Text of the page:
How Do You Know a Nuclear Weapon Works If You Can’t Test It?

In the end, I keep coming back to the question of how you know a weapon works if you cannot test it. (Or, for that matter, how testing ever established reliability since it destroyed the object whose reliability it demonstrated.) Who am I to question the judgment of the physicists who have spent decades honing their expert knowledge of this arcane field? Still, I keep thinking of a conversation I had in 1995 with a senior weapons designer, now retired, who told me that an inexperienced designer with a code is like a drunk driver, wrongly convinced of their excellent judgment. And I cannot help but notice a 2012 Department of Energy report complaining that National Ignition Facility shots were not producing the energy levels predicted by simulation codes. Nor, in 2015, has the National Ignition Facility met its former director’s prediction of reaching ignition—getting more energy out than was put in—by late 2012.

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Hugh Gusterson — Institute for Advanced Studies

We Have to Go Beyond Identifying and Punishing Individual Men

If we are to seriously address the current crisis beyond identifying and punishing individual men as bad actors, we have to attend to this history and make apparent how deeply rooted it is in our culture and our psyches. Without that critical intervention—without attention to what might be called “the lessons of history”—the flurry of revelations about longstanding and long  tolerated exercises of men’s power, however horrifying in their details, will not suffice to achieve what is required to permanently change the gendered power dynamics of our culture.

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Joan Wallach Scott — IAS

Paul Dirac: The Mozart of Science


Happy New Year! A big thank you to all the visitors and magnets from Needull. We have our first needull for the year.

Dirac began his first yearlong sabbatical at the Institute in the fall of 1934, a stay that later stood out as one of the most memorable times of his life. Working alone as usual, he intended to use his new approach of growing fundamental physical theories from purely mathematical seeds. But the year was dominated by two diversions. First, his closest friend, the Russian experimenter Peter Kapitza, was detained against his will by Stalin’s police during a summer visit when on vacation from Cambridge. As soon as Dirac heard about this, he spent months trying to get his friend released, on one occasion lobbying the Soviet Ambassador in Washington. Dirac’s second distraction began over lunch on Nassau Street when the Hungarian theoretician Eugene Wigner introduced him to his sister, who would later become Dirac’s wife, Manci Balazs. The Diracs were in many ways opposites—he was shy, modest, taciturn, and he often appeared cold and distant; she was outgoing, confident, talkative, a warm and considerate friend. It was an unlikely relationship, but their marriage worked and was ended only by his death almost half a century later.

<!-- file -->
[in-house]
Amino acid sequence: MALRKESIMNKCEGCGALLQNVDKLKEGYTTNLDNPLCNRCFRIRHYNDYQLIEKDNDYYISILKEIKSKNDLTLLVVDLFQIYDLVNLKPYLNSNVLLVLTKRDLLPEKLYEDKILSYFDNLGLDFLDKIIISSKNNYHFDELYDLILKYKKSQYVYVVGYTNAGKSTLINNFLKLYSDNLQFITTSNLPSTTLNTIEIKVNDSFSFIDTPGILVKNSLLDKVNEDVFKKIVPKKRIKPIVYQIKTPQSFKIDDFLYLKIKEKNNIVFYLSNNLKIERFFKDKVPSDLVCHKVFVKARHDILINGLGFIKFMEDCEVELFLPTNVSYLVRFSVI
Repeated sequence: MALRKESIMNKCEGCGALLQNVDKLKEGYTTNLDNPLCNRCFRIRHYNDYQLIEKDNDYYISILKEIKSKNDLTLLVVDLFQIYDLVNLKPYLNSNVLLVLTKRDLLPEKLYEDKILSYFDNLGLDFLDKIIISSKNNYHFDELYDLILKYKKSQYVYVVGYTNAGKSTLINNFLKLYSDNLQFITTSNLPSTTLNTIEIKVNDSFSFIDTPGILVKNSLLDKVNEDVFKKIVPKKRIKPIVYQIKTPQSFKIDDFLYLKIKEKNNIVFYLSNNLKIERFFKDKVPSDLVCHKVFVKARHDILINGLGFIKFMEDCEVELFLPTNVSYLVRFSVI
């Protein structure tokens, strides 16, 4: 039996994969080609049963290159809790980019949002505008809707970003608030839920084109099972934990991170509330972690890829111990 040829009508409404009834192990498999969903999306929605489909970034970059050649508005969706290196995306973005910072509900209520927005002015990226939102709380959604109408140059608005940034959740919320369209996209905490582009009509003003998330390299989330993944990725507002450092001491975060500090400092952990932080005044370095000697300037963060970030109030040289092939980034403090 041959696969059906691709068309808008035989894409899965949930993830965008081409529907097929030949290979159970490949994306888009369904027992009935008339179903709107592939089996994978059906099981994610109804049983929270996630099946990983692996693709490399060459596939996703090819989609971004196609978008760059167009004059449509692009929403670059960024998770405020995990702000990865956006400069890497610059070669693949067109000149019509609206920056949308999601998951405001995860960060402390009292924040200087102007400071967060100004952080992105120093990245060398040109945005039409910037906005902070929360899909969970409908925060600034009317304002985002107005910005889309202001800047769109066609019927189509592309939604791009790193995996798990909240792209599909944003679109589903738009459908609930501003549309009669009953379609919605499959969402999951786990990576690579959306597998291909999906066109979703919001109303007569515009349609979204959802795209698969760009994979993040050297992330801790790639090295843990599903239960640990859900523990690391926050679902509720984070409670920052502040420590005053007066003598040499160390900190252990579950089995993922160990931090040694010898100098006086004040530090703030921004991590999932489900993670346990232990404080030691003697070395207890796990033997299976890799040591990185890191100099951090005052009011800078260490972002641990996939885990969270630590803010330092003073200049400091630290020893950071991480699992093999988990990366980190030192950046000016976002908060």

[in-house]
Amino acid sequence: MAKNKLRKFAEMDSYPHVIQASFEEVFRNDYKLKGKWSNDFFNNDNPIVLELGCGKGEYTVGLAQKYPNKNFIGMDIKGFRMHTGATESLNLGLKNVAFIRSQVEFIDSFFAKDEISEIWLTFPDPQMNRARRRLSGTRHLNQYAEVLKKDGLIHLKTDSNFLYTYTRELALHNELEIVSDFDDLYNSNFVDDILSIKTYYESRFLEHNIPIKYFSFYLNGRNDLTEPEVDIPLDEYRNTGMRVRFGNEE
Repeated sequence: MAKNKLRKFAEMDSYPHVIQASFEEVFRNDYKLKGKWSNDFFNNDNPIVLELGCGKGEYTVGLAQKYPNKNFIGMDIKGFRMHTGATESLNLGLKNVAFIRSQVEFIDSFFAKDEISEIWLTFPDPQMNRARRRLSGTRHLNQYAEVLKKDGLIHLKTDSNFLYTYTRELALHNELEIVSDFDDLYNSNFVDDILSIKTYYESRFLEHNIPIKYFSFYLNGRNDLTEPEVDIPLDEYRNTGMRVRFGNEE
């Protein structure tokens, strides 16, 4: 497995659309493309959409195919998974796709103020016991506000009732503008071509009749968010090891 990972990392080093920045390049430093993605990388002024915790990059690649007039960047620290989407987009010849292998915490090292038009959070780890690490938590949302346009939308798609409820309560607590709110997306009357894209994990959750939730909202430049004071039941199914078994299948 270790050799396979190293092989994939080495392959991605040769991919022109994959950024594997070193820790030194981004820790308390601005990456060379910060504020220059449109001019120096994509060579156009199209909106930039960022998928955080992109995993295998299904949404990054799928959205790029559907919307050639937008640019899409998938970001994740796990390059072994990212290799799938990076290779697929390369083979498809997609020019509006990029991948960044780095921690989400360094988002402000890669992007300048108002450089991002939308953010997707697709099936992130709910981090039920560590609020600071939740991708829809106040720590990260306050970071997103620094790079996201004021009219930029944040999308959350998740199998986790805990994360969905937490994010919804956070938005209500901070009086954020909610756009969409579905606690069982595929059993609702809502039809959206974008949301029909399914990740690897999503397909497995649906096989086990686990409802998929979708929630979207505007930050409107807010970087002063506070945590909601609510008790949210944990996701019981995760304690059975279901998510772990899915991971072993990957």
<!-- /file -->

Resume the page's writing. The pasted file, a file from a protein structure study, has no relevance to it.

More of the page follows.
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Graham Farmelo — IAS

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My Search for Ramanujan


Another needull on Ramanujan. Ramanujan is an Indian mathematician who continues to fascinate me endlessly.

Using a long and complicated argument, we finally found a way to show that the truth of the generalized Riemann hypothesis implies that every odd number greater than 2719 can be written as x2 + y2 + 10z2 for some integers xy, and z. The fact that almost every mathematician believes in the truth of the generalized Riemann hypothesis and the fact that every odd number greater than 2719 up to a very large number can be represented by Ramanujan’s quadratic form convinced us that we had found the law. But although the law is simple enough to state, it thus far defies a definitive proof. To be sure, if someone manages to prove the generalized Riemann hypothesis, then our conditional proof will at once become a genuine proof. But the generalized Riemann hypothesis is arguably one of the most difficult open problems in mathematics. So Ramanujan was right that the odd numbers do not obey a simple law, in the sense that they are constrained by one of the most difficult unsolved problems in mathematics.

I had no idea that I would see the number 2719 again ten years later, etched on a wall in the very spot where Ramanujan performed some of his first calculations.

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Ken Ono — IAS

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The Professor and the Politician


This needull is just an anecdote. But, it points out a serious malady in today’s academia and the reason for mediocrity.

“But that is exactly what we would like to achieve in our Effectivity Committee. Scientists should not think about problems that are too difficult, but rather focus on problems that will increase the number of publications. Then our numeric criteria can be applied to evaluate your work in a simple way, which will allow us to confirm the quality of your work immediately.”

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Nils A. Baas — IAS

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